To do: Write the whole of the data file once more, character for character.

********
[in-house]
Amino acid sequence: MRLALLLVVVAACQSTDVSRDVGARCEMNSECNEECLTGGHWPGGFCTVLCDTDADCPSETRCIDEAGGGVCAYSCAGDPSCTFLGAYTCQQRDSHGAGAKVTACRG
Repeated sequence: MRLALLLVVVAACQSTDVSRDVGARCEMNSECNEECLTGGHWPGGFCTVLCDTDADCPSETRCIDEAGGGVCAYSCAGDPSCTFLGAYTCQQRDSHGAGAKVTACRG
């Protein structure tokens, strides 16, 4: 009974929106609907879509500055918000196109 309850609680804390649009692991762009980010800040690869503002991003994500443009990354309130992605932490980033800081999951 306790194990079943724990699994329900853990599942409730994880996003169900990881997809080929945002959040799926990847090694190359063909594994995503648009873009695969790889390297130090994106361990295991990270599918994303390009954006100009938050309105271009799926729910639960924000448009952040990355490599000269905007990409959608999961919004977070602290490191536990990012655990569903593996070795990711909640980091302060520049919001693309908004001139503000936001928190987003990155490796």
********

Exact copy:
[in-house]
Amino acid sequence: MRLALLLVVVAACQSTDVSRDVGARCEMNSECNEECLTGGHWPGGFCTVLCDTDADCPSETRCIDEAGGGVCAYSCAGDPSCTFLGAYTCQQRDSHGAGAKVTACRG
Repeated sequence: MRLALLLVVVAACQSTDVSRDVGARCEMNSECNEECLTGGHWPGGFCTVLCDTDADCPSETRCIDEAGGGVCAYSCAGDPSCTFLGAYTCQQRDSHGAGAKVTACRG
């Protein structure tokens, strides 16, 4: 009974929106609907879509500055918000196109 309850609680804390649009692991762009980010800040690869503002991003994500443009990354309130992605932490980033800081999951 306790194990079943724990699994329900853990599942409730994880996003169900990881997809080929945002959040799926990847090694190359063909594994995503648009873009695969790889390297130090994106361990295991990270599918994303390009954006100009938050309105271009799926729910639960924000448009952040990355490599000269905007990409959608999961919004977070602290490191536990990012655990569903593996070795990711909640980091302060520049919001693309908004001139503000936001928190987003990155490796």